The team spent a lot of time creating interactive UIs with Unreal Motion Graphics (UMG). They did struggle a bit in the way that a lot of novices do when given a tool like this: they slapped pieces together until it worked right in one particular configuration and then assumed they were done. Even after showing them how to test different screen sizes, some still struggled to incorporate that into their workflow. Once they learned how to use the tool correctly, rather than hoping random mutations would work, they became more reliable in this regard.

The previous semester, we had used GitHub for version control, but this was not really the right tool for the job. UE4 uses practically all binary assets, which cannot be merged, and git does not natively support file locking. I was able to secure an academic license to use Perforce Helix, which is integrated nicely into UE4; aside from a few hiccups, it was smooth as silk. Everyone appreciated the ability to lock assets, and being collocated or on Slack, it was easy to communicate about who needed what. I think the guys who had struggled with GitHub were most appreciative about this.
Meet Chestnut at the Stage

Clearly: Guy Falls Down Studio

At one point, someone wrote or drew something on the board, and I pointed out that it looked like a stick figure falling on its head. None of this was caught on camera, as far as I know. For several years, I have used a team-building technique where a team only names themselves once they have had their first real success. To my mind, this is evidence that they are a team and not just a group of students. Given the many iterations on the first fairy scenario, it took a while for this group to name themselves. Once they started that process, they collected names on Slack, and "Guy Falls Down" came back up and won the day.

It's a fine name, and folks who don't even know the story have told me they think it's a classy name. What they don't know, though, is that I had proposed the best name. Ball State University started a new marketing campaign last semester based on the theme, "We Fly." The best name for a studio at Ball State would be, of course, "Wee Fly".  How did this one not win?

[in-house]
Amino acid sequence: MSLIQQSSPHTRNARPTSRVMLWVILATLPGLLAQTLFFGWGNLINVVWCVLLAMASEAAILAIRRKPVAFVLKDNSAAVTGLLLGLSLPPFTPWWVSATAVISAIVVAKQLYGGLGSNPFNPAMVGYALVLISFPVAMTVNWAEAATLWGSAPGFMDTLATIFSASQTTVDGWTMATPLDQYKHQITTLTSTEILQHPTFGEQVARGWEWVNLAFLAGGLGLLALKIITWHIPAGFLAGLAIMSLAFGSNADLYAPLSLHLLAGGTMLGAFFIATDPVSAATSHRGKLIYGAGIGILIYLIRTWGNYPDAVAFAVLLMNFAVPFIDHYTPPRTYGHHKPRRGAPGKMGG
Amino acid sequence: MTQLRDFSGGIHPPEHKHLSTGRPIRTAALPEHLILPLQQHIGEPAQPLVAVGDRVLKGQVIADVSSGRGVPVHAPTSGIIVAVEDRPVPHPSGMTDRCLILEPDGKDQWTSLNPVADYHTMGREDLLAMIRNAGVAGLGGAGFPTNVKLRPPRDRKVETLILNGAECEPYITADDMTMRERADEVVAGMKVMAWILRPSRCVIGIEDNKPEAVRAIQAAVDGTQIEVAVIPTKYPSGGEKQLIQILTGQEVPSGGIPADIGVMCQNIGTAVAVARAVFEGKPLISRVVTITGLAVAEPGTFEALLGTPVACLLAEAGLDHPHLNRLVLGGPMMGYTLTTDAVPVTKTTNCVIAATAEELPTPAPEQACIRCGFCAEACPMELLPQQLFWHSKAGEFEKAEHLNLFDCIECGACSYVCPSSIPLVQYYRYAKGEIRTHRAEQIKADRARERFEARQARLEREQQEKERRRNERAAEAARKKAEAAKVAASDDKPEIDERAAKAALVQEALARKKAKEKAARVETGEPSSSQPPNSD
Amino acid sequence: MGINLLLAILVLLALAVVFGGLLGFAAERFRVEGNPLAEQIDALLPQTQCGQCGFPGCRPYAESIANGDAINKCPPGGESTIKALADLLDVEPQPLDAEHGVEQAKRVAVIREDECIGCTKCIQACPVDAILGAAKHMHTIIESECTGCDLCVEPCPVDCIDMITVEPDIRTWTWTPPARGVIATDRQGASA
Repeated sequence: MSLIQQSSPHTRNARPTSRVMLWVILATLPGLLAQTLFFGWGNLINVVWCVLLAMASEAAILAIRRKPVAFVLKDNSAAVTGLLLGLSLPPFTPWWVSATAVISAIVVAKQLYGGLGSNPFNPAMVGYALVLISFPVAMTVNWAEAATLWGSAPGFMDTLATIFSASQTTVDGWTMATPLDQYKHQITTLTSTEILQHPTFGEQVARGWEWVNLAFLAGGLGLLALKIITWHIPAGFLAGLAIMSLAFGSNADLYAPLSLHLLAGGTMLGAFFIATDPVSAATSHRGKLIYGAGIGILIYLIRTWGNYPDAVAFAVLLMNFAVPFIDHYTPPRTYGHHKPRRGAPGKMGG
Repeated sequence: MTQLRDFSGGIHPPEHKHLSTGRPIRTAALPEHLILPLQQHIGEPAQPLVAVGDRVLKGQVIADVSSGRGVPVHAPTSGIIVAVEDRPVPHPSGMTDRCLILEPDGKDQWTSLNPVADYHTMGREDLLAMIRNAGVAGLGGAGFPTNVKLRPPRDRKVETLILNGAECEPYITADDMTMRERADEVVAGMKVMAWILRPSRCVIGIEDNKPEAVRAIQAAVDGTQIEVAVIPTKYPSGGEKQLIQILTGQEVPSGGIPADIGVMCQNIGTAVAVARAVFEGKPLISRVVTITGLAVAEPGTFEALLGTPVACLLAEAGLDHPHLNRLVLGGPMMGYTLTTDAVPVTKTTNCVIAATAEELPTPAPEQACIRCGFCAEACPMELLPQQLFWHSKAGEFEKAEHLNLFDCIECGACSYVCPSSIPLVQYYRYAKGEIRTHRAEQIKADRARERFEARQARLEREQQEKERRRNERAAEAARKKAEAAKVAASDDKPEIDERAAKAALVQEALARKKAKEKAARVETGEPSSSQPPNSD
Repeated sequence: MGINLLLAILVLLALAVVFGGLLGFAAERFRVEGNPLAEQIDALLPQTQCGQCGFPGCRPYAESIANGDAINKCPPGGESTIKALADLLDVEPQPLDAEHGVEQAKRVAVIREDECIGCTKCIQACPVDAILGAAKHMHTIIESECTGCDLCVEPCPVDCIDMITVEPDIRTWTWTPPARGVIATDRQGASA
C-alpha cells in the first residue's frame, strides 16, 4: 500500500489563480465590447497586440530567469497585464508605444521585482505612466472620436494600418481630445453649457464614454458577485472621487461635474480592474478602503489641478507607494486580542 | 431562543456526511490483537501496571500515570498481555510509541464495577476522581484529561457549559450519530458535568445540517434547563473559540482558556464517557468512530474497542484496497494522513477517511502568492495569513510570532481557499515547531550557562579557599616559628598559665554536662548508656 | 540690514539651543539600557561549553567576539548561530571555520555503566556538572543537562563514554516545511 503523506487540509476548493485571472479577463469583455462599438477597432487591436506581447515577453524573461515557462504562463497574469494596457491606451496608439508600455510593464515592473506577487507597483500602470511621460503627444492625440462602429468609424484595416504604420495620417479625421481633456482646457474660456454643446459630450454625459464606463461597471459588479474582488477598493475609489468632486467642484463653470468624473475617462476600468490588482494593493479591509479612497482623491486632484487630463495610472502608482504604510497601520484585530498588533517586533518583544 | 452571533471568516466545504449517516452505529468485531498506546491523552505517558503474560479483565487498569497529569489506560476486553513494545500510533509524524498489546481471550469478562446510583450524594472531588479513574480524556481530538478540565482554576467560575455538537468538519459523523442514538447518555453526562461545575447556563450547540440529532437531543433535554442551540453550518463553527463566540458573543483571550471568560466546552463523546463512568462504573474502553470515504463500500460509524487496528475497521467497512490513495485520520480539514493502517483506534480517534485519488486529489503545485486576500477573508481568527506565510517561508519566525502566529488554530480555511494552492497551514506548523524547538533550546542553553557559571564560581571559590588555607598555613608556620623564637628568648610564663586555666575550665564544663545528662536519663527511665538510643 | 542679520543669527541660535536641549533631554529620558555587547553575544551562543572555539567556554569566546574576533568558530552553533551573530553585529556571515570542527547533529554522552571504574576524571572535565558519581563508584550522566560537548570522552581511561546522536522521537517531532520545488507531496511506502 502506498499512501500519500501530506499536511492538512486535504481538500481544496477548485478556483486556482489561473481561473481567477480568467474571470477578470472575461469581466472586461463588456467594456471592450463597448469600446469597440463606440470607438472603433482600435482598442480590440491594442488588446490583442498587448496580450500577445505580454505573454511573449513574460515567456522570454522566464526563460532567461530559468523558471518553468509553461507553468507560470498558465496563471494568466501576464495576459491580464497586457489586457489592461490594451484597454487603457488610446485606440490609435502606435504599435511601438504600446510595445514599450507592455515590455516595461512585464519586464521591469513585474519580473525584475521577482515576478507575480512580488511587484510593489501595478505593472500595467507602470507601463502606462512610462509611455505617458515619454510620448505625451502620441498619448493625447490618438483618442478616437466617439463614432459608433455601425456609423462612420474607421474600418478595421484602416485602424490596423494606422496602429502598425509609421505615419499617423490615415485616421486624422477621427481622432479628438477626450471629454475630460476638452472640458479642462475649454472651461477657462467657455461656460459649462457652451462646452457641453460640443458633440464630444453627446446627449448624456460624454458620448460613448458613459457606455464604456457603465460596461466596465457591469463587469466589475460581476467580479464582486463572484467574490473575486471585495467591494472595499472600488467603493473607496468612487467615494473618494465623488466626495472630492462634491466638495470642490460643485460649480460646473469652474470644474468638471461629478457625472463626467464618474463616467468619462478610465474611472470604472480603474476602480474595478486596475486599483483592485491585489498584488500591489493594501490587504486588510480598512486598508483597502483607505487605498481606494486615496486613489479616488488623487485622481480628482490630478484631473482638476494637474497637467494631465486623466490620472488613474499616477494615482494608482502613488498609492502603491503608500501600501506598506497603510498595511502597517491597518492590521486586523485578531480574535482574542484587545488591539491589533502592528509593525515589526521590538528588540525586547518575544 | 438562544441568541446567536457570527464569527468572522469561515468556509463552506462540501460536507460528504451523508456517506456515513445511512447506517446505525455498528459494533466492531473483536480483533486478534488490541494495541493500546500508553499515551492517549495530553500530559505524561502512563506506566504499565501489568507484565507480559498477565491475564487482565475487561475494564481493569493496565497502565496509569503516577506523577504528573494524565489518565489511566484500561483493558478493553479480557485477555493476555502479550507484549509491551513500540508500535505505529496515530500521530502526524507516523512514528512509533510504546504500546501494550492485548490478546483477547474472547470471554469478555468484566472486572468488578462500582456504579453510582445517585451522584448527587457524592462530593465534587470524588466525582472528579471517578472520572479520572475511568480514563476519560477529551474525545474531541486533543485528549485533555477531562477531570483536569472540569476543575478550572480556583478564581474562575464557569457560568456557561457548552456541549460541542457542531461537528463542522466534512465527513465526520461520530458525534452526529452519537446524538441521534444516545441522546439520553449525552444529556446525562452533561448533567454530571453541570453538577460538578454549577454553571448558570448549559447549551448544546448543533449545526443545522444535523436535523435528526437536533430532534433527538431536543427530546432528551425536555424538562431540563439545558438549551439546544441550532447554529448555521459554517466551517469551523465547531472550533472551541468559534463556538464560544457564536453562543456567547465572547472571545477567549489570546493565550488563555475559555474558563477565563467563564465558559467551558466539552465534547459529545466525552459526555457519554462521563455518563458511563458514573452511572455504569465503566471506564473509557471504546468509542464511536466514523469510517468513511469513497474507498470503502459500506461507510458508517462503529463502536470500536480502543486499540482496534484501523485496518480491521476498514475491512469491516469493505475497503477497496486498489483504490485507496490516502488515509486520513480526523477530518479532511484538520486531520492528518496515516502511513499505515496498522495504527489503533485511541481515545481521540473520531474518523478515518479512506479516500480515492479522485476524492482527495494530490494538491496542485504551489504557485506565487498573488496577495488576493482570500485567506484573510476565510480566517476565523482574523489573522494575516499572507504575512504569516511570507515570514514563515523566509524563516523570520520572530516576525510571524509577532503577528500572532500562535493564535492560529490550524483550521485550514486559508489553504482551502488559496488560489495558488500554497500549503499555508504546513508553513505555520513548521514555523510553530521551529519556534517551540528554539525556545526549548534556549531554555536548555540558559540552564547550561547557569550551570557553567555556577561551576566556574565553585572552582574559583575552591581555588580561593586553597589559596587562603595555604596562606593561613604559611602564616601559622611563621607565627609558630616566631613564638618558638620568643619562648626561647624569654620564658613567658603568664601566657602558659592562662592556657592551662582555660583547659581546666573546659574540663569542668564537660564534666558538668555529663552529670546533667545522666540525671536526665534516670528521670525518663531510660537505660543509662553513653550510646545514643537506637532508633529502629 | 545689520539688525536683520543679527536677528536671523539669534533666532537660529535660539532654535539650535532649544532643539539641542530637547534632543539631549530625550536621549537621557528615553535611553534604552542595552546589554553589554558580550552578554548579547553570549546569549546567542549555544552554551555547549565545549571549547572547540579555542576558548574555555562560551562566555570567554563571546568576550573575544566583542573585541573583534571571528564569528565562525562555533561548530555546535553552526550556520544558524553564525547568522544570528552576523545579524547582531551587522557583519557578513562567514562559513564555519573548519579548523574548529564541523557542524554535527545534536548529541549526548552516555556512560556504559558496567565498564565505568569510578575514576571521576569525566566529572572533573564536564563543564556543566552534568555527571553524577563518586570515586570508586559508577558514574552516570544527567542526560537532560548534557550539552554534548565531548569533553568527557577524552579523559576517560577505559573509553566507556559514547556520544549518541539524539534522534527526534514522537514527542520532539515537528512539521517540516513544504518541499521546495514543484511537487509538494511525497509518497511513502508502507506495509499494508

I suppose it's best that a student suggestion wins, but maybe they should have acknowledged that even if mine didn't win, it's clearly the best.

Guy Falls Down Studio Logo
Incidentally, every year, students suggest a name that ends with the word "Studios," as in "Guy Falls Down Studios." Then I have to ask them, "How many studios do we have?" There are inevitably students who are confused by this question and assume that pluralizing "studio" is just some kind of industry standard as opposed to, you know, plural.

Doomed: The Mac Guy

When I mentored the team that created Children of the Sun, I said I would never mentor another iOS project. You know, we get forgetful as the years go by, and somehow, people still keep buying Apple products and promoting their walled garden. Point is, if we wanted to get this app out to the most people, we had to consider releasing on both Android and iOS phones. This was another reason we chose Unreal Engine: we should be able to have one codebase and simply build for each platform.

Early in the semester, the team sought a volunteer from among them to figure out all the iOS stuff. This guy earned his stripes. The rest of the team was very grateful to him, teasing him a bit at the seemingly-ridiculous loops he had to go through while the rest of the team simply plugged in their Android devices and deployed. We're all grateful that he was on the front lines, teaching the rest of us what to do. I should give an extra shout out to Brandon Smith and Bryon O'Conner of the Ball State University Digital Corps for helping us out with the development, deployment, and distribution process for iOS.

Amazing: People

Speaking of amazing people, all of the wonderful artwork in the game was done by one very talented animation major. Occasionally I work with people and I get this, "I would hire them in an instant" feeling. She was one of them: smart, creative, thoughtful. We got her right into Unreal Engine and Perforce in no time, and her work—as you can see—is top notch.

I also want to mention George Buss, the Director of Experience and Education at Minnetrista, who was our main contact for the project. He was an amazing partner, coming to campus several times to meet with the students and answer questions, really digging into the students' designs, involving more members of his staff, and even putting on a workshop for the students about narrative design for museum experiences. I am glad to announce that he and I will be continuing our partnership next academic year. What form this will take is still on the table: perhaps a parallel project, perhaps an extension of this one. I'm still wrapping up Spring a month after the semester ended, so it's too early to worry too much about Fall! 

Wrapping Up

Come to Minnetrista, download Fairy Trails, and let me know what you think.

I believe, at long last, that this is the last of my Spring 2018 wrap-up posts. I haven't picked up my brushes in about six weeks. Time to remedy that. Happy Summer!